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Did you know that ascorbic acid is actually synthetic vitamin C? What’s more, it is usually GMO vitamin C, which means it was derived from GMO corn.
If you are learning this for the first time, it can be a rather shocking realization as almost all vitamin C supplements on the market use isolated ascorbic acid separated from a whole food source. The manufacturing process that produces synthetically derived vitamin C leaves all the beneficial co-factors behind!
Even more disturbing, ascorbic acid is frequently marketed as natural vitamin C and added to organic foods as a natural preservative. Truly natural forms of vitamin C and synthetic ascorbic acid seem to be used interchangeably.
How confusing for the consumer!
Nearly all juices and fruit products are loaded up with ascorbic acid, even many organic, healthfood store versions. It seems that if a product is labeled “high in Vitamin C”, consumers buy more of it.
A lot of folks are being fooled by these misleading semantics. There is a growing body of evidence that those consuming high doses of ascorbic acid should have reason to worry.
Three Studies Suggest Caution with High Dose Ascorbic Acid
The journal Wise Traditions cites three studies that give pause about large doses of vitamin C. The first, from the Jun 15, 2001 issue of Science, showed that “synthetic vitamin C may contribute to the formation of genotoxins that can lead to cancer”.
A second study presented to the American Heart Association showed a link between consumption of only 500 mg of vitamin C per day and a greater propensity toward thickening of the arteries (Los Angeles Times, March 3, 2000).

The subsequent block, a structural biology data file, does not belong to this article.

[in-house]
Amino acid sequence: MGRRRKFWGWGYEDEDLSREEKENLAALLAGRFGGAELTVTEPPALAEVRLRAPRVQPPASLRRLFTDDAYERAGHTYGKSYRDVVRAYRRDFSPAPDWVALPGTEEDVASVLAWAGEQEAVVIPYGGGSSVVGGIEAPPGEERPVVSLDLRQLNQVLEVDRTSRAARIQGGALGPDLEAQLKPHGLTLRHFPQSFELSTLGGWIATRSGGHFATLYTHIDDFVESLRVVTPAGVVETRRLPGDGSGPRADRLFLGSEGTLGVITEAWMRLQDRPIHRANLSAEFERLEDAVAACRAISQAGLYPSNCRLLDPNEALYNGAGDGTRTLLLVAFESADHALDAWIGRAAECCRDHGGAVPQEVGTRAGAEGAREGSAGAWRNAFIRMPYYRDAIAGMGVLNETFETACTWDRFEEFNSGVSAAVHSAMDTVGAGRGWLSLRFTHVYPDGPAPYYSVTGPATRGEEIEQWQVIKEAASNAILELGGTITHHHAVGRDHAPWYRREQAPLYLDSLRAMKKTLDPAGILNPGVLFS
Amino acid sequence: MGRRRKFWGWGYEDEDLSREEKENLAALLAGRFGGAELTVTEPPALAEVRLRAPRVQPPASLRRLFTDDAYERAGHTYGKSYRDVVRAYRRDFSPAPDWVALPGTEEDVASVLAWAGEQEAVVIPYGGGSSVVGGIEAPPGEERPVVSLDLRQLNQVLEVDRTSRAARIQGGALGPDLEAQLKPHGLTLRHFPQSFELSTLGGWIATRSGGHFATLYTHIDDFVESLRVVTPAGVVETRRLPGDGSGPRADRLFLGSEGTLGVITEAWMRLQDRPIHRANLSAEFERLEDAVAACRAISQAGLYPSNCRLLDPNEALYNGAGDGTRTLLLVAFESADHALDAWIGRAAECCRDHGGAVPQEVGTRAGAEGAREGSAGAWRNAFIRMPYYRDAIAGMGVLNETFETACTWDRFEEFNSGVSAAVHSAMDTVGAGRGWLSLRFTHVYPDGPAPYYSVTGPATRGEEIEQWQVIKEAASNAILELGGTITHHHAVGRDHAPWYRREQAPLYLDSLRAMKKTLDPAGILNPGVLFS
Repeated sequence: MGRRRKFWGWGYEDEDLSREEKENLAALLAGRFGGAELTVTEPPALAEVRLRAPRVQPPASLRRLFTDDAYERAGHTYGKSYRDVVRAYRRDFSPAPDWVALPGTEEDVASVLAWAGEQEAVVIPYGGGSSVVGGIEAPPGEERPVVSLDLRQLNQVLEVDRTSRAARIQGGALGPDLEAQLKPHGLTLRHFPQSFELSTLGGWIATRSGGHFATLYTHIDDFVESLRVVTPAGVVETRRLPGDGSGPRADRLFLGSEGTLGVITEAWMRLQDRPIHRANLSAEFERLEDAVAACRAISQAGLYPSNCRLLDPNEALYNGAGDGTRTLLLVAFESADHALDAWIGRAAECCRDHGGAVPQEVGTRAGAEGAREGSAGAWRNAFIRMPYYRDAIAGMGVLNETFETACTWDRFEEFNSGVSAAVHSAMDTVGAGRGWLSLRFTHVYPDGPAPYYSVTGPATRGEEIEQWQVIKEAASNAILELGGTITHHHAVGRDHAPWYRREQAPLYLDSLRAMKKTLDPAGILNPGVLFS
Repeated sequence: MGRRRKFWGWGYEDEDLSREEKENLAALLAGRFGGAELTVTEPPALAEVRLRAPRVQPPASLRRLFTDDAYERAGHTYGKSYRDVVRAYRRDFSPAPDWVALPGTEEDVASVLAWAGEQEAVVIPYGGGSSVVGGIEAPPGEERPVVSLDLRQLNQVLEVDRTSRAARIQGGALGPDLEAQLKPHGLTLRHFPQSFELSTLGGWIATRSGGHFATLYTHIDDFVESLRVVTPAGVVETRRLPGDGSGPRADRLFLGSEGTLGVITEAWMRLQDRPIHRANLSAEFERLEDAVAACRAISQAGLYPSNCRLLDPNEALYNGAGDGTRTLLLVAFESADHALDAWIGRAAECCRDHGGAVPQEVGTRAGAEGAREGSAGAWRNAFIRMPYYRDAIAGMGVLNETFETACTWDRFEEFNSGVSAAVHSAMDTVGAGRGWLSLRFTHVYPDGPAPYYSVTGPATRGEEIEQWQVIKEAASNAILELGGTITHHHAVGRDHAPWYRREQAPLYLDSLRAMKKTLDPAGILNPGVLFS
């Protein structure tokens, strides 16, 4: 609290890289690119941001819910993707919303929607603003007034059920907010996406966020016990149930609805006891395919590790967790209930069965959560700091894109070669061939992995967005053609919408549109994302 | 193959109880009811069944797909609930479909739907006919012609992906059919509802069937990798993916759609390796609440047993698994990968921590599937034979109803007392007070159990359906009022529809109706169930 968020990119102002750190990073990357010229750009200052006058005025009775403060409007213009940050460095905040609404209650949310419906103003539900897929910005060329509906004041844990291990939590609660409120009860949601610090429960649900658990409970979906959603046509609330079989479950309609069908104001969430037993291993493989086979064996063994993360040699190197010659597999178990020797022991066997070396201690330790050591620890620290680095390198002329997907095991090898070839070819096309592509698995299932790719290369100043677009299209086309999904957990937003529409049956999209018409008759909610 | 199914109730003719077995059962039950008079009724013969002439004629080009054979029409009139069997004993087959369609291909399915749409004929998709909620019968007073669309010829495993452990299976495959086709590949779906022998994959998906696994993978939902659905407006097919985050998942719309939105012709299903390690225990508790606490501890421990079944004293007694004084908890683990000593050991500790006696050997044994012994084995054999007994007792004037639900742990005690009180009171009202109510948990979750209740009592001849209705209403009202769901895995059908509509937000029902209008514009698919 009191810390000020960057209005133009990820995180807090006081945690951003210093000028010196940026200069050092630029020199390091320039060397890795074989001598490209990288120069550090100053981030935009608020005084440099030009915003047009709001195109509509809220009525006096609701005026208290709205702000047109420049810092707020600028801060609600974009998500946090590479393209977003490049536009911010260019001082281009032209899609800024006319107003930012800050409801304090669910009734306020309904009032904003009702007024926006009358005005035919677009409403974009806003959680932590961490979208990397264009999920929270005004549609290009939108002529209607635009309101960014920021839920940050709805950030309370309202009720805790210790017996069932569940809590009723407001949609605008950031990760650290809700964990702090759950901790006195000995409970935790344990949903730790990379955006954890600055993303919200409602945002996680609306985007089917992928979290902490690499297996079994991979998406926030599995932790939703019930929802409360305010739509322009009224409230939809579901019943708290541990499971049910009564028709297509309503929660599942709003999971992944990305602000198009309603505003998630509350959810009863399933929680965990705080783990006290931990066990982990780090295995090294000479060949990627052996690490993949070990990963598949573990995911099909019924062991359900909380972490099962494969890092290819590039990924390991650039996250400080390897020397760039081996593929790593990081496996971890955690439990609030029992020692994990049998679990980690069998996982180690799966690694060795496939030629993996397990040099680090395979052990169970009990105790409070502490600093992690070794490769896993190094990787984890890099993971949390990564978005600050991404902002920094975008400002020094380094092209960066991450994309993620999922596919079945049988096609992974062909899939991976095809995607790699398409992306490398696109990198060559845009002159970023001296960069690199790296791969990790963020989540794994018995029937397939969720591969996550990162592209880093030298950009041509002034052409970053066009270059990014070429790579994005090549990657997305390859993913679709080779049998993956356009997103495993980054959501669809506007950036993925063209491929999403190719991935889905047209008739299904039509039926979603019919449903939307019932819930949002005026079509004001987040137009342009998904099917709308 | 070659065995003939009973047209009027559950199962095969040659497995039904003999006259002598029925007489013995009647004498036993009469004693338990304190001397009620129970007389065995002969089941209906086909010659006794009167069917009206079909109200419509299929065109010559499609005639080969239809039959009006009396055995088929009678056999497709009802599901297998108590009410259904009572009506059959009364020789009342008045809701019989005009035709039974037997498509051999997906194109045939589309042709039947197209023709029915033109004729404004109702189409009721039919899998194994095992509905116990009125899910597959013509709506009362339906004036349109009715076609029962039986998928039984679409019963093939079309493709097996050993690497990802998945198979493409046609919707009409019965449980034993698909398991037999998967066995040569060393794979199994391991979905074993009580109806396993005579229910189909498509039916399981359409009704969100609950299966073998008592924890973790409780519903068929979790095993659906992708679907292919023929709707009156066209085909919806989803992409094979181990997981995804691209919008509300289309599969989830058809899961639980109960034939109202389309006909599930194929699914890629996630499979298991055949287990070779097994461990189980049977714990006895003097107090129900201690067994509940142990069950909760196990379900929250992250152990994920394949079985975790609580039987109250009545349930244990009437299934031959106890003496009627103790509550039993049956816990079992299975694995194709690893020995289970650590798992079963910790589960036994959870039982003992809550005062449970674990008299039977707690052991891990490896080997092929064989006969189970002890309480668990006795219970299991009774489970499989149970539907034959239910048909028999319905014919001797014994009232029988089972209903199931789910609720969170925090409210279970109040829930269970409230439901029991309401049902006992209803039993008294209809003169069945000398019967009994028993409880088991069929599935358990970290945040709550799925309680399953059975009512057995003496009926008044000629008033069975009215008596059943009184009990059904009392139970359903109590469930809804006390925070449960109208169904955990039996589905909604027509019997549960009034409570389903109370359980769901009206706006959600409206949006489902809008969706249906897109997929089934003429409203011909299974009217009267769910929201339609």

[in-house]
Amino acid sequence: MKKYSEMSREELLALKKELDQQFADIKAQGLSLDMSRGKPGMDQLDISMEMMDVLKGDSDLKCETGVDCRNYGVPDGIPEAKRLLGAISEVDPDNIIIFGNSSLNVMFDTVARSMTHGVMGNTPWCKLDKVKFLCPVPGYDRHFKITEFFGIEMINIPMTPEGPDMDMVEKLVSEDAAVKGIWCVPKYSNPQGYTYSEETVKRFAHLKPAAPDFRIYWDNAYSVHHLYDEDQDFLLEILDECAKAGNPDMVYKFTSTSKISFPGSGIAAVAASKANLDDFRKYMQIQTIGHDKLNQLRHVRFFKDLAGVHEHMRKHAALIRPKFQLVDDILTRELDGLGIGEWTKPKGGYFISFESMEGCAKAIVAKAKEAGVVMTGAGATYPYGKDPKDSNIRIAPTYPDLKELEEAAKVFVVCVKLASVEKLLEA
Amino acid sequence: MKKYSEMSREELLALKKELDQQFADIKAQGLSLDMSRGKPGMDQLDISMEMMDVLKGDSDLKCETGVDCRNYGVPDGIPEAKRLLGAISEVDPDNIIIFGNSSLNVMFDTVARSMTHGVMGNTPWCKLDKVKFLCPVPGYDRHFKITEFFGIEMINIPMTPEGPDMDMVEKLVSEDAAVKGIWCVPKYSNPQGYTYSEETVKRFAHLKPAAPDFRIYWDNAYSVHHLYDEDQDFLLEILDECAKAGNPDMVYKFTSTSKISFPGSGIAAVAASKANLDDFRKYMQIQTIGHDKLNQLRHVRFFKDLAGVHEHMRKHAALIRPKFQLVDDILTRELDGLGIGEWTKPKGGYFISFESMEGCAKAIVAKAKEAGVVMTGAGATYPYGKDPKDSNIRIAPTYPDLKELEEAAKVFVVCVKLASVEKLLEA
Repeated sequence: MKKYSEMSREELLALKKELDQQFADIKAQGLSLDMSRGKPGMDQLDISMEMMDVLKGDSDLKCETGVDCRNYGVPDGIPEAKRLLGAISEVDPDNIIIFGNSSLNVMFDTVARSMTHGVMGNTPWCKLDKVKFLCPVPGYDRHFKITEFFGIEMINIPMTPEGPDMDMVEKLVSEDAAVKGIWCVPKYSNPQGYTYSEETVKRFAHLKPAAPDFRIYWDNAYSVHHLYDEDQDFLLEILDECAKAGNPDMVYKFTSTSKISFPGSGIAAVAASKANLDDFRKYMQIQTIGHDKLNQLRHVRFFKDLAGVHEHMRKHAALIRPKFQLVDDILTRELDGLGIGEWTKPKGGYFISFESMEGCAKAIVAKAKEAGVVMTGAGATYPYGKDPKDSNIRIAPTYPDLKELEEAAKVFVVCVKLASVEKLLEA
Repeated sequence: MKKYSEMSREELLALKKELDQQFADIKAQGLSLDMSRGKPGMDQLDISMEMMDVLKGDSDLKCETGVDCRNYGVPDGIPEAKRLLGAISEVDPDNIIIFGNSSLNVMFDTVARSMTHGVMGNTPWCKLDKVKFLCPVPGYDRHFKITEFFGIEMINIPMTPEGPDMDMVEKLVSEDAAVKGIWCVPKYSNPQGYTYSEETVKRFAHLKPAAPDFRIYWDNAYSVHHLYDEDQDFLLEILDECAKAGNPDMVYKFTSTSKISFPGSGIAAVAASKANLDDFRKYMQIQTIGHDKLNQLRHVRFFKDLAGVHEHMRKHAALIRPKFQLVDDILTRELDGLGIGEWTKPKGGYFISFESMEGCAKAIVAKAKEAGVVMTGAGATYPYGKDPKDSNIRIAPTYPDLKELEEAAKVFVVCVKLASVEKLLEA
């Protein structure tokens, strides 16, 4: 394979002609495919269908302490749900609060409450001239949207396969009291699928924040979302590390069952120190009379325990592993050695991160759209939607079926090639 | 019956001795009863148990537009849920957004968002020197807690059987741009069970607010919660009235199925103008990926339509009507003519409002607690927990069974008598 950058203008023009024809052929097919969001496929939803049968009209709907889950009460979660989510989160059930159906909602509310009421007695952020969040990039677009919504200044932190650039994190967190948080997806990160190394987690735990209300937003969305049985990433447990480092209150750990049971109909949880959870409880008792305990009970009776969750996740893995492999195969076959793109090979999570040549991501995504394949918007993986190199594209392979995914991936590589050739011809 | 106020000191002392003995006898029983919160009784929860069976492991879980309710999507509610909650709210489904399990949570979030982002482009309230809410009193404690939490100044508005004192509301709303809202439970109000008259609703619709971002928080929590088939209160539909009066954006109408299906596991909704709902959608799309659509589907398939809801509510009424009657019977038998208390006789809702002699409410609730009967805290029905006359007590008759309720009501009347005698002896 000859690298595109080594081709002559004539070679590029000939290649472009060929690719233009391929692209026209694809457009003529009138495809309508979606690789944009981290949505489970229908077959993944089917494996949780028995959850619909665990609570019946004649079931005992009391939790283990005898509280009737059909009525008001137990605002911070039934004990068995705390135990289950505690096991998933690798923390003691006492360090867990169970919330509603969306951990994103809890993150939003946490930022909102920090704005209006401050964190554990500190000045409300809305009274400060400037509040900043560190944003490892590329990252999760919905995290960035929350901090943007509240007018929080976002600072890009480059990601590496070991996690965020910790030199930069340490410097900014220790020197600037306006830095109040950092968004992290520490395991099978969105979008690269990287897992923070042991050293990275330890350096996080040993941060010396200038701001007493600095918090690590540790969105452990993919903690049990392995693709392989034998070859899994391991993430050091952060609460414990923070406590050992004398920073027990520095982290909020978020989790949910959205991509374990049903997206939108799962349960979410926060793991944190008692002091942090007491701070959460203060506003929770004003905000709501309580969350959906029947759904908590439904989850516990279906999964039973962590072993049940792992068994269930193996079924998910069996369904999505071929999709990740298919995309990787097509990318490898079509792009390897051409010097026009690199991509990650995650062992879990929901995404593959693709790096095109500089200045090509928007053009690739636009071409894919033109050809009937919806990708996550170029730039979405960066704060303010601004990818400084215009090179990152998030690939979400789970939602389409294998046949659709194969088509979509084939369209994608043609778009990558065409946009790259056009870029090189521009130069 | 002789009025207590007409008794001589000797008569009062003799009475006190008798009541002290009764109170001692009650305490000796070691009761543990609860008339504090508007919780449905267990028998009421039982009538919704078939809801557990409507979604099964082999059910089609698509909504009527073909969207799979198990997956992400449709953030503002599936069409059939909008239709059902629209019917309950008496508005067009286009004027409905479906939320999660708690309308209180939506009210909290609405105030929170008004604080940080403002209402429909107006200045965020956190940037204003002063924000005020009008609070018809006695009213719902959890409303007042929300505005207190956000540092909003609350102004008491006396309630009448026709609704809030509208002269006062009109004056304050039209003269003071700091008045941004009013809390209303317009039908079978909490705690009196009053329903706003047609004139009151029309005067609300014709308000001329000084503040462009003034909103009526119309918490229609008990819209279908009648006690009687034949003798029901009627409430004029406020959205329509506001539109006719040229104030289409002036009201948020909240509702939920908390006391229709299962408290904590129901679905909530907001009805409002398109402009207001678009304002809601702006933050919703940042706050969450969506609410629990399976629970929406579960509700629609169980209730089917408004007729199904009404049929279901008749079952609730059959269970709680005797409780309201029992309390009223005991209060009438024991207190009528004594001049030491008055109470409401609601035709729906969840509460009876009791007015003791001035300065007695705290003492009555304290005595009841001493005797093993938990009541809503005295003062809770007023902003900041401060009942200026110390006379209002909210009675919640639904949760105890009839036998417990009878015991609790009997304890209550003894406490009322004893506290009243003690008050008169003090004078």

More recently, athletes taking 1000 mg of isolated ascorbic acid per day showed reduced endurance capacity from interference with antioxidant enzymes (American Journal of Clinical Nutrition, Jan 2008).
This information should give pause to anyone who is actively taking synthetic vitamin C supplements such as those Emergen-C packets that are available everywhere, from pharmacies and health food stores to even gas stations!
Supplements like these are NOT boosting immunity and are NOT good for you!
Synthetic vitamins such as ascorbic acid act more like drugs in the body rather than whole food nutrients with all the available co-factors. Taking any synthetic vitamin can cause imbalances in the body and should be avoided.
Another worrisome and popular trend is the recommendation of some alternative health professionals to do a “vitamin C flush” during illness. This therapy (if you can call it that) calls for large doses of ascorbic acid until the onset of diarrhea.
This approach to regaining wellness has never made any sense to me. Now, with more studies indicating the danger of high doses of vitamin C, caution seems well-founded.
Fan of Linus Pauling? Consider This…
If you are a fan of Linus Pauling who popularized the notion of huge doses of Vitamin C for the common cold in the 1970s, consider this. GMO Vitamin C did not exist when Pauling was conducting his studies. GMO derived Vitamin C is what most people are unwittingly taking today!
What’s more, the studies indicating the danger of high doses of vitamin C over long periods of time had not been done yet. They were conducted long after Pauling died in 1994.